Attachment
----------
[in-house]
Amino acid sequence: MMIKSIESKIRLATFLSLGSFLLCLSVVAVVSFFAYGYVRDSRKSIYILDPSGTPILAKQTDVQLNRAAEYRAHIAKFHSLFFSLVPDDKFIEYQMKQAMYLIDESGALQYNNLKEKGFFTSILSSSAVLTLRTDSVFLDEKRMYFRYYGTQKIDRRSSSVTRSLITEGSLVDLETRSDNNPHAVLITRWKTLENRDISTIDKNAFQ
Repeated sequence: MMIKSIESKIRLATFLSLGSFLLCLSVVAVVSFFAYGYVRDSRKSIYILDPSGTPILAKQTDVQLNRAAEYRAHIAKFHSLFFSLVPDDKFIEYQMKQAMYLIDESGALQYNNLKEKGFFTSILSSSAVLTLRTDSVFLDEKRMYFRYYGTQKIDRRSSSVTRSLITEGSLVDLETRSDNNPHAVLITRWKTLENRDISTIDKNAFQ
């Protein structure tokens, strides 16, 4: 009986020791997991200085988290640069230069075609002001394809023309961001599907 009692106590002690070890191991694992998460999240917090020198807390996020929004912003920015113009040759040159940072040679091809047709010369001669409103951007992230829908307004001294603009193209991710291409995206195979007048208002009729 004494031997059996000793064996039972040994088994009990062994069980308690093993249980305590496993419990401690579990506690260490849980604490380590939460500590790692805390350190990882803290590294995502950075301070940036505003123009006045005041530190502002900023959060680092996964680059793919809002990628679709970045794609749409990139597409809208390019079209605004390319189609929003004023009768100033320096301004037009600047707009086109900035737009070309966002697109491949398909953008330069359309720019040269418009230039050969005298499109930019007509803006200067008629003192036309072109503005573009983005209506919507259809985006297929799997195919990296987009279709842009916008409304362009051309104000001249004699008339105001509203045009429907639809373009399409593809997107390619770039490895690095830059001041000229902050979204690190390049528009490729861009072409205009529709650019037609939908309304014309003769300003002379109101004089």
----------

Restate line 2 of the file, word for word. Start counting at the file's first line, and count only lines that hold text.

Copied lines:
Amino acid sequence: MMIKSIESKIRLATFLSLGSFLLCLSVVAVVSFFAYGYVRDSRKSIYILDPSGTPILAKQTDVQLNRAAEYRAHIAKFHSLFFSLVPDDKFIEYQMKQAMYLIDESGALQYNNLKEKGFFTSILSSSAVLTLRTDSVFLDEKRMYFRYYGTQKIDRRSSSVTRSLITEGSLVDLETRSDNNPHAVLITRWKTLENRDISTIDKNAFQ